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In Response To Vanessa Guillen's Death, Legislation Would Make Military Sexual Harassment A Crime

Accompanied by members of Vanessa Guillen's family, Rep. Jackie Speier (D-Cal.) unveils legislation to reform the military's response to sexual harassment and assault.
Rep. Jackie Speier
Accompanied by members of Vanessa Guillen's family, Rep. Jackie Speier (D-Cal.) unveils legislation to reform the military's response to sexual harassment and assault.

The newly introduced bill would make sexual harassment a crime under military law. The measure is a response to the killing of Fort Hood Army soldier Vanessa Guillen this summer.

Vanessa Guillen's death has become almost synonymous with the military's often criticized sexual assault and harassment response.

Before the 20 year-old Army specialist went missing in April, Guillen told her mother she was being sexually harassed by a fellow soldier but was afraid to report it. Officials later discovered she had been killed in an armory on Fort Hood, then dismembered. Not long after, suspect Aaron Robinson, also a soldier, pulled a gun and shot himself when confronted by police near the post in Killeen, Texas.

Guillen's 16 year-old sister Lupe said the Army failed to protect her, and kept their family in the dark about its investigation. With tears streaming down her face, she spoke at a news conference outside the U.S. Capitol and accused the Army of valuing equipment more than people.

"It's disgusting how a piece of armor goes missing and they do everything to find it," Guillen said. "But when it comes to a life like Vanessa's, they do nothing. A life is more valuable than an object. Life happens once, and there's no going back."

Flanked by Guillen's family and their lawyer Natalie Khawam, Rep. Jackie Speier (D-Cal.), chair of the House Armed Services Committee subcommittee on military personnel, unveiled the I Am Vanessa Guillen Act. It's a long-awaited bill that defines sexual harassment and makes it a crime in the military.

It draws its name from a social media effort in which service members around the country shared their own stories of sexual trauma and demanded reform.

"The Pentagon's own reports tell us that sexual harassment creates an environment that makes sexual assault more likely," Speier said. "This culture is broken. The rot has festered for generations. And the data proves what survivors have been telling us for years: What we have been doing is not working."

Advocates and victims have long called for stronger action against sexual harassment and assault in the ranks.

Under the current system, servicemembers who grope, cat-call, or create hostile work environments often don't face punishment. When they do, it's usually minor without any lasting effect on their careers.

"They may get a write up in their file, but that may go away after a year," said Diana Danis, an adviser with the Women Veterans Social Justice Network. "So the next assignment doesn't know they did it."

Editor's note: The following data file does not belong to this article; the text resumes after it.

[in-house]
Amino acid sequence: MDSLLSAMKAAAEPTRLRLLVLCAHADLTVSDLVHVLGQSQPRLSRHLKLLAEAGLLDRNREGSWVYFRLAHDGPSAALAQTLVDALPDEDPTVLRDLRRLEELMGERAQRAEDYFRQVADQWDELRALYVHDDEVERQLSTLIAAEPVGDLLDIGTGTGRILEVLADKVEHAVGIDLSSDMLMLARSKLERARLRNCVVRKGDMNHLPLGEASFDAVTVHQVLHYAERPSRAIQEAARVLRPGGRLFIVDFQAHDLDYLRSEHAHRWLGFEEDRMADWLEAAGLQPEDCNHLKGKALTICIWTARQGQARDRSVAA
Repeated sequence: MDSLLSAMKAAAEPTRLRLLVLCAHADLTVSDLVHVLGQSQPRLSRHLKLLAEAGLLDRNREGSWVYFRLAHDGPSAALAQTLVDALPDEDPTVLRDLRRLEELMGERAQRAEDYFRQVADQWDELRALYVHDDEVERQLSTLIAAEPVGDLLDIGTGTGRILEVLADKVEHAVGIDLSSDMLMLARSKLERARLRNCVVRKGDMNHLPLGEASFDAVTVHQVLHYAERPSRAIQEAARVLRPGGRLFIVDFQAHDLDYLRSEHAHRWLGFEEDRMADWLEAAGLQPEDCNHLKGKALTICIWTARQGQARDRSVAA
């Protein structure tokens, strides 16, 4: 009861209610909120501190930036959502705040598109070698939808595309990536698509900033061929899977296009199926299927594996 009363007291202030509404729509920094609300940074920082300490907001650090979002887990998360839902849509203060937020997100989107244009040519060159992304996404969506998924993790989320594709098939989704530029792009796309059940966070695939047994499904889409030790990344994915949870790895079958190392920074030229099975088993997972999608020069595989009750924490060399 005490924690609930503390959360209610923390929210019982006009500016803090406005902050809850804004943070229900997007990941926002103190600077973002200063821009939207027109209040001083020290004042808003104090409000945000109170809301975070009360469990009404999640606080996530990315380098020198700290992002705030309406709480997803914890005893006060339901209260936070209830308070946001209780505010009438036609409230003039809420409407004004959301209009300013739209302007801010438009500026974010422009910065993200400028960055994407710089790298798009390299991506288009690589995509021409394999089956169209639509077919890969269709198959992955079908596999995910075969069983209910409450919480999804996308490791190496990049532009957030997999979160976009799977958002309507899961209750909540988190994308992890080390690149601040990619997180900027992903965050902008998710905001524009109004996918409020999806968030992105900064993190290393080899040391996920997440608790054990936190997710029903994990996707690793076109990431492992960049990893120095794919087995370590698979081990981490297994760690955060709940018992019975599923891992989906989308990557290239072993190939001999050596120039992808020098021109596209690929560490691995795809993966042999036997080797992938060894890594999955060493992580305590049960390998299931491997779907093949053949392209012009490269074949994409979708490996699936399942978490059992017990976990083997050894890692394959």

Danis hopes making harassment a formal crime will lead to more punishments and more victims coming forward with reports. But, she says, perhaps most importantly, it could discourage sexual offenders from committing more violent acts, like rape.

"Sexual harassment is a lead up, because these are crimes of power and control in an environment that prides itself on good order and discipline," Danis added. "Good order and discipline very often takes advantage of vulnerable people between the ages of 18 and 24, which is the predominant age of people in the military."

The bill also would take away commanders' authority to make prosecution decisions in cases of sexual harassment and assault. Right now, they have a lot of discretion over how those cases are dealt with.

That can create problems - especially when a victim is abused by someone higher up the chain of command. In a recent Pentagon survey, 64% of women who reported a sexual assault say they faced retaliation or backlash - most often from their superiors .

"You have cliques and groups of people that socialize with one another." said Deshauna Barber is the CEO of Service Women's Action Network.

"Sometimes that does include people that are part of the chain of command," she said. "What if it's your commander or the executive officer of the unit? What if it's your platoon leader? Your platoon sergeant? You're reporting to the person that's harassing you, the person who committed the crime."

Under the legislation, prosecutorial authority would move outside of the chain of command for sexual assault and sexual harassment cases. Complaints would go before each service's Office of the Chief Prosecutor for review. In the longer term, each military branch would be required to create a special legal office to investigate sexual misconduct accusations and make recommendations for punishment.

It would also require the Government Accountability Office to report on how various military branches handle missing servicemembers.

The legislation is the latest in a long line of bills designed to change the military's legal structure. In recent months, military brass have pushed back, arguing for the integrity of the chain of command.

House Speaker Nancy Pelosi has pledged to bring the bill to the House floor for a vote. It has bipartisan support and more than 70 co-sponsors.

This story was produced by the American Homefront Project, a public media collaboration that reports on American military life and veterans. Funding comes from the Corporation for Public Broadcasting.

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